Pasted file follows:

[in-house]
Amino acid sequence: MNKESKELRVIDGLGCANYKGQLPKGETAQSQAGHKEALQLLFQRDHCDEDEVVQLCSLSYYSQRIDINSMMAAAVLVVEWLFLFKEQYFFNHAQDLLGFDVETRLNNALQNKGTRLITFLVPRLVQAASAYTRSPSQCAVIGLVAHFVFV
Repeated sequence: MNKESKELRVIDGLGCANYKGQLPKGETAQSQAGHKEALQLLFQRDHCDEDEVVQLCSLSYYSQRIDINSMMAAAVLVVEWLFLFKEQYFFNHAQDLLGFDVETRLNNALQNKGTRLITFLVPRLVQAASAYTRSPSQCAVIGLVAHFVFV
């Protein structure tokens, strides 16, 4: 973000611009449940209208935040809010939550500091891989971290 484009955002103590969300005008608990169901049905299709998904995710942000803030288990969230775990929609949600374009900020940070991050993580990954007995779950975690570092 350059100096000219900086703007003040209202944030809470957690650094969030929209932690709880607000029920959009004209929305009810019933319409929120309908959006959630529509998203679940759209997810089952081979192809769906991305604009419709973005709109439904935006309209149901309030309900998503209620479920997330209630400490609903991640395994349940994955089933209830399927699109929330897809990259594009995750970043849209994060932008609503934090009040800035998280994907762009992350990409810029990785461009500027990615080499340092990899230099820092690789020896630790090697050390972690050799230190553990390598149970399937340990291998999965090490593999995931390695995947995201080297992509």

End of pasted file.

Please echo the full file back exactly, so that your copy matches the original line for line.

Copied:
[in-house]
Amino acid sequence: MNKESKELRVIDGLGCANYKGQLPKGETAQSQAGHKEALQLLFQRDHCDEDEVVQLCSLSYYSQRIDINSMMAAAVLVVEWLFLFKEQYFFNHAQDLLGFDVETRLNNALQNKGTRLITFLVPRLVQAASAYTRSPSQCAVIGLVAHFVFV
Repeated sequence: MNKESKELRVIDGLGCANYKGQLPKGETAQSQAGHKEALQLLFQRDHCDEDEVVQLCSLSYYSQRIDINSMMAAAVLVVEWLFLFKEQYFFNHAQDLLGFDVETRLNNALQNKGTRLITFLVPRLVQAASAYTRSPSQCAVIGLVAHFVFV
């Protein structure tokens, strides 16, 4: 973000611009449940209208935040809010939550500091891989971290 484009955002103590969300005008608990169901049905299709998904995710942000803030288990969230775990929609949600374009900020940070991050993580990954007995779950975690570092 350059100096000219900086703007003040209202944030809470957690650094969030929209932690709880607000029920959009004209929305009810019933319409929120309908959006959630529509998203679940759209997810089952081979192809769906991305604009419709973005709109439904935006309209149901309030309900998503209620479920997330209630400490609903991640395994349940994955089933209830399927699109929330897809990259594009995750970043849209994060932008609503934090009040800035998280994907762009992350990409810029990785461009500027990615080499340092990899230099820092690789020896630790090697050390972690050799230190553990390598149970399937340990291998999965090490593999995931390695995947995201080297992509």